Ashland Animal Hospital Blog
"Sometimes the smallest things take up the most room in your heart."
Heartworm Disease - Common Misconceptions
Heartworm is a parasite that is passed to dogs from the bite of an infected mosquito. The mosquito injects baby worms (larvae) into the blood stream and these larvae mature through several life stages until, six months later, they grow into adult worms which live inside the blood vessels of the lungs and the chambers of the heart itself.
In heavy infections the heart and lung vessels can become physically clogged up with worms resulting in lung disease, heart failure, and death. Heartworm infection can be PREVENTED by giving a once-a-month chewable medication that kills the baby worms (larvae) before they can mature into adults and cause disease.
Heartworm disease is something that many clients don't understand, so let's clear things up...
What are all those Vaccines for?
The Latin word for doctor is docere, which means to teach, and I take this part of my job very seriously. I frequently follow-up on office visits with lengthy and detailed emails about what we discussed in the exam room. My hope is that by providing you with a stronger understanding of my recommendations, you will feel more confident in decision-making, and we can better achieve our goal of fostering optimal health for your pet.
One of the most important components of your pet’s wellness care is keeping his/her vaccines up-to-date. Despite the fact that we give these injections every single year I find that many clients don’t know what each vaccine protects against and why it is given. Explore the links below to familiarize yourself with the different vaccines that we recommend for dogs and cats.
Core Vaccines: Recommended for ALL pets
Optional Vaccines: Recommended based on your pet’s individual lifestyle and exposure risks.
- FeLV (aka “feline leukemia”)
What is a Pet Wellness Exam?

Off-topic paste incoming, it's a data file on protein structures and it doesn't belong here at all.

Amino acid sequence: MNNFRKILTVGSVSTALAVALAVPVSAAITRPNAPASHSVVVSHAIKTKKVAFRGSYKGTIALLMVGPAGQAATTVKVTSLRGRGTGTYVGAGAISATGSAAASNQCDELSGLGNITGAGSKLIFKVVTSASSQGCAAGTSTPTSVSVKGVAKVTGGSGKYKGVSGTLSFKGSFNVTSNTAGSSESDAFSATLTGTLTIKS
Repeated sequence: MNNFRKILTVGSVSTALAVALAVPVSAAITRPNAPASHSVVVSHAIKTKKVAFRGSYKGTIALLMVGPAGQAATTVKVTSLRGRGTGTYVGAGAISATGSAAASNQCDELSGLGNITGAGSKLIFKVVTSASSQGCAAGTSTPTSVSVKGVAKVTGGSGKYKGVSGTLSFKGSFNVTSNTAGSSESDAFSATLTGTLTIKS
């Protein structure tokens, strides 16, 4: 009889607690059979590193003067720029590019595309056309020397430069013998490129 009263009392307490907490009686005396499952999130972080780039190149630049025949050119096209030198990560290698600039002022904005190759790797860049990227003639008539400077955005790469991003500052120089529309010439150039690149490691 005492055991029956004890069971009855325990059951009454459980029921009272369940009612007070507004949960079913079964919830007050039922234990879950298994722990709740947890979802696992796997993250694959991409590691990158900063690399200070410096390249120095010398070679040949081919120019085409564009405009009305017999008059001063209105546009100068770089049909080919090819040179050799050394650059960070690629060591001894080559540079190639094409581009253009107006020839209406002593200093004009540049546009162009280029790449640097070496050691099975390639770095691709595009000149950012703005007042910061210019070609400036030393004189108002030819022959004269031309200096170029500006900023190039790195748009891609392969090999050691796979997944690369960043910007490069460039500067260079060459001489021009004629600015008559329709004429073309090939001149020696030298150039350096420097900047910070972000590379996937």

A wellness exam is performed to assess and optimize your pet’s health. It is important that this exam is performed when your pet is apparently healthy, and not when they are showing signs of illness, in order to get a true sense of their day-to-day condition.Dog Years
Wellness exams are performed every two weeks for young puppies and kittens while they are receiving all of their initial vaccine boosters. Young adult and middle-aged animals are examined once per year. Geriatric animals may be examined two or three times per year depending on their general health. Your veterinarian can recommend how often your dog should have a wellness examination, based on its specific breed, health status and lifestyle.
It is a common misconception that one calendar year equates to seven years in a dogs life.
During a wellness exam your veterinarian will ask you about your pet’s diet and appetite, thirst, energy level and lifestyle, bladder and bowel habits, behavior, and general health. A physical examination will be performed to assess outward health. Vaccinations will be updated. A heartworm test and an intestinal parasite test will be performed. Based on your pet’s history and the physical exam findings your veterinarian will make recommendations regarding nutrition, weight management, dental health, parasite control (heartworm prevention, flea/tick prevention), and screening wellness blood work, and will address any concerns you may have about your pet’s health.